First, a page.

To win parents over to their way of thinking, the Pearls constantly present examples of parents who don't use their methods and are terrorized by their children. This is, of course, the classic "straw man" argument: "an informal fallacy based on misrepresentation of an opponent's position."
First off is the assumption that all parents who have naughty children don't spank them. I'd say that's probably not true; this study shows that 90 percent of parents of toddlers have spanked their child at least once.
Second is the assumption that if a child isn't being spanked, he or she isn't being disciplined at all, and thus is free to wreak havoc consequence-free. Of course, just about any parent other than the Pearls knows that there are numerous other methods that don't involve hitting kids, from time outs to removing privileges to natural or logical consequences (the latter two being my methods of choice).
There's one story, cited on Page 59-61, of a 2-year-old little boy who kept whacking his mother with a toy wench. She would just whine at him to stop, which of course had no effect. Debi Pearl picked up a similar toy wrench, when the child started striking HER with it, hit him back with equal force each time. The story went on for quite some time and appeared to be quite the battle of wills. (Apparently Debi "won" in the end.) I read it aloud to my husband and said, "You know what I would have done?" He said, "Um, take the wrench?" Exactly! When Matthew went through a stage where he was whacking his trains on the new sliding-glass window, I'd tell him to stop, and if he repeated the behavior, I'd say, "It looks like you aren't treating your trains and our door the way they should be treated. Mommy is going to put these away until you're ready to try again later."
Did it work immediately? No ... but neither did Debi Pearl's method. But mine was, in my opinion, a lot less damaging to my relationship with my son. (And yes, he's stopped thwacking his toys on the glass door.)
In addition, Michael Pearl often discusses how much more damaging it is to a child to be screamed at all the time than "switched" occasionally. I agree, but of course I don't agree with his fallacious assumption that just because a parent doesn't hit their children, they're so stressed that they're constantly screaming at them.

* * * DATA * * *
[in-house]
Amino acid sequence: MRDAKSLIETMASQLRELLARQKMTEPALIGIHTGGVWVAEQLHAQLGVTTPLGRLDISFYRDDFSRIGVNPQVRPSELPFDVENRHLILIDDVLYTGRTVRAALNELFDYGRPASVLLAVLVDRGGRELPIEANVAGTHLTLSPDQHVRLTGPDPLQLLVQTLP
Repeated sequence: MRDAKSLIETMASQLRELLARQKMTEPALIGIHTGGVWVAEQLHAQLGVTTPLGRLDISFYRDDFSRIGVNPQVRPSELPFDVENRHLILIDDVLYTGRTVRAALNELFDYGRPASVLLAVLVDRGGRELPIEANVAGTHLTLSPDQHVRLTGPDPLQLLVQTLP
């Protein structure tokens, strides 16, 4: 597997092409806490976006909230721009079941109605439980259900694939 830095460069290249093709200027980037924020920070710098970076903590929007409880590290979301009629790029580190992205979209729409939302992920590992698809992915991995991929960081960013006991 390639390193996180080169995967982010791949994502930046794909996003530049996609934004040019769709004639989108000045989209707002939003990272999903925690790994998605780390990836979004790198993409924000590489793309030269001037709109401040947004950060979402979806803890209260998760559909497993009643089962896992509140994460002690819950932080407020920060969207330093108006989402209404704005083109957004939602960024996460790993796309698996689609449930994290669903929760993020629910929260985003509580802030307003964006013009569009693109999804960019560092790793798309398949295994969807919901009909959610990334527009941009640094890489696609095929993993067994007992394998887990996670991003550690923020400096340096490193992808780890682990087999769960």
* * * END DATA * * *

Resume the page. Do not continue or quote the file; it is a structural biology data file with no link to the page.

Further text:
What is "the rod," anyway?
So, the Pearls place a lot of emphasis -- a LOT -- on the Old Testament verses about "the rod." They use a very literal interpretation of the King James Version of the Bible -- in fact, Michael Pearl calls it "the word of God in English," as if God handed down a bound copy one day.
Anyway, it's interesting that they recommend plumbing supply line for "switching" kids, because that's not really very "rod" like, is it?
Anyway, if the "rod" verses have always confused you like they did me, check out Pastor Crystal Lutton's excellent study on the real meaning of "rod" (short answer: It was a shepherd's staff, a king's scepter or a walking stick -- not something you would EVER hit a child with!)
Incidentally, Crystal is a regular presence at the awesome board Gentle Christian Mothers, which I highly recommend. In addition, her grace-based method of discipline and suggested 5 Steps are very useful. Sure, they take more time and effort than switching your kids, but I think it's a no-brainer that they're worth it.
"To Train Up a Child" is rife with theological errors. I'm no theologian, and others have already done a much better job of writing on this topic than I could, so I'll just post links where you can read more if you're interested:
- "To Train Up A Child: An Examination of the Pearl Method"
- "A review of 'To Train Up a Child' "
- "The Rod Is a Means of Grace"
Unfortunately, I didn't find one from a specifically Catholic point of view, but all three of these authors make some excellent points.
So, does it work?
I think one of the things about the Pearls' method that comes across as so appealing -- especially to very stressed-out parents -- is the authors' surety of its success. ("Prideful" is a word that comes to mind often when I read works by the Pearls.)
And, I'm guessing, it probably does work, to an extent. Will your kids obey you if they live in fear of getting switched for every wrongdoing? Probably. Will they love you for it, like the Pearls suggest? I seriously doubt it. They may put on a cheerful face (another thing the Pearls are big on), because, well, they'll get hit again if they don't -- but any parent would be a fool to assume a cheerful countenance and a cheerful heart are one and the same.
Furthermore, these methods, I think, can so easily lead to disaster: